Sept. 24, 2003 – The owner of Plaza Extra Supermarkets and three of his associates indicted on charges including money laundering and mail fraud involving some $60 million allegedly smuggled out of the Virgin Islands pleaded innocent to all counts in District Court on Wednesday.
Fathi Yusuf, 62, his son Maher "Mike" Yusuf, 36, and brothers Waleed "Wally" Hamed, 38, and Waheed "Willie" Hamed, 41, entered the pleas to charges handed up by a federal grand jury and announced on Friday by U.S. Attorney David Nissman.
An arrest warrant has been issued for a fifth man named in the indictment — Isam Yousef, 51, said by authorities to reside in St. Martin. Yousuf faces money-laundering charges.
Fathi Yusuf and the Hamed brothers also face tax-evasion charges.
Attorney Robert King, who represents Fathi Yusuf, declined to comment after Wednesday's hearing.
The defendants are charged with managing a conspiracy to smuggle money through the Plaza Extra chain to bank accounts in Amman, Jordan and St. Martin. The stores generated $300 million in sales, $60 million of which the men did not report, according to the indictment. FBI officials have said in court that the money was used to buy real estate in Jordan and the Virgin Islands.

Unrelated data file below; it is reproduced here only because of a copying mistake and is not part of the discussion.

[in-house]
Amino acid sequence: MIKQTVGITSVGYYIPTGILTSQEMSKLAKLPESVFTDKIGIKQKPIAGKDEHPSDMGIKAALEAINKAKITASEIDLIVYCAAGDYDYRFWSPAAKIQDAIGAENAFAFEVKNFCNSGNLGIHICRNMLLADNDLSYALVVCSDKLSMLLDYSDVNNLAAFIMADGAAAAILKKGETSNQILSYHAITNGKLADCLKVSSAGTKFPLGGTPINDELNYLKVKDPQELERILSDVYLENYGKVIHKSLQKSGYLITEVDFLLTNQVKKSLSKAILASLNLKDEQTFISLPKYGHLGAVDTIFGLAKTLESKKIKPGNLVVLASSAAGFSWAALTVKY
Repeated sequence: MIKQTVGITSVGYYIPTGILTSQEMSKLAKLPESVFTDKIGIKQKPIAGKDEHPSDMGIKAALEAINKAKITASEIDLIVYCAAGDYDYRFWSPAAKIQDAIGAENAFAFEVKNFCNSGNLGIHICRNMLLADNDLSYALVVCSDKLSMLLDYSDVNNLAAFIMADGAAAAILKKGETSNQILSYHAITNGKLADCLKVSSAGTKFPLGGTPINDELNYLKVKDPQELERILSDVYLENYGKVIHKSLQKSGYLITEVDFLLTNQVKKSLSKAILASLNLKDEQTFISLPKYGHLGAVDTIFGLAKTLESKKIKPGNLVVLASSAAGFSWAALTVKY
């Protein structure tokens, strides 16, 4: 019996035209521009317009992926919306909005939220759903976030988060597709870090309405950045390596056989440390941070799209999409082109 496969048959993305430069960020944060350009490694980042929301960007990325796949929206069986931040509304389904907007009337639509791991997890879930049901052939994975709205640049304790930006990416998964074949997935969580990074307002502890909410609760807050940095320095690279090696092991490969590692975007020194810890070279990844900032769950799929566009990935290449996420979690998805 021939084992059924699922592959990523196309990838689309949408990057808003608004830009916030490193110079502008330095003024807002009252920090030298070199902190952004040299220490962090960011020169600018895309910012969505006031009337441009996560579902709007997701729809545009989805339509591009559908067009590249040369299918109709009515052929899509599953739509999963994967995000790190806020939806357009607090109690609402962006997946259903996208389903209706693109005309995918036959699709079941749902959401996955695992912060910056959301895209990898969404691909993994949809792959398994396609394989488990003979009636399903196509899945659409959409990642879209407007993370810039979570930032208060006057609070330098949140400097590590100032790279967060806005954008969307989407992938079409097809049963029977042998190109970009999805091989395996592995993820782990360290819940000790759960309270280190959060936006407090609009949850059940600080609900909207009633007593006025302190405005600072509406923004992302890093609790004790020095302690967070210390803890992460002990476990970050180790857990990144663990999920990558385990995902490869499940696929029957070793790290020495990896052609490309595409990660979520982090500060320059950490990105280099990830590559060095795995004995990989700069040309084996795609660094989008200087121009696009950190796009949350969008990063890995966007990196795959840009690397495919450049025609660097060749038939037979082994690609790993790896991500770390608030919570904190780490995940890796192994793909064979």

If convicted, the defendants could face maximum prisons terms of 20 to 93 years, depending on the charges. The U.S. Attorney's Office also is seeking repayment of the $60 million through the forfeiture of up to 13 pieces of real property on St. Thomas and St. Croix.
Two other defendants named in separate and unrelated indictments that Nissman announced on Friday also entered pleas of innocent in District Court on Wednesday.
St. Thomas physician Paul V. Maynard pleaded innocent to 170 counts of wrongfully prescribing the painkillers OxyContin, Vicodin and Percoset to various patients in 2000 and 2001. The grand jury indictment also charges Maynard, 52, with causing the death of Aaron Houle, 26, who died of an OxyContin overdose on St. Thomas on May 27, 2001, according to Drug Enforcement Administration officials. Maynard could face life in prison if convicted of the charges.
Deputy Health Commissioner Lucien Moolenaar II pleaded innocent to charges that he illegally cashed government paychecks totaling more than $102,497 from July 1995 to September 2000. The grand jury charged that Moolenaar, 59, erroneously received extra pay because of a computer glitch in the payroll system and that he cashed 63 checks for $1,626.95, according to the U.S. Attorney's Office.
Moolenaar was charged with embezzlement relating to the same paychecks in 2001 in Territorial Court, but that case was dismissed in January after the government tried to amend the charges. Moolenaar, who is still working as deputy Health commissioner, could face a maximum penalty of 10 years in prison if convicted.

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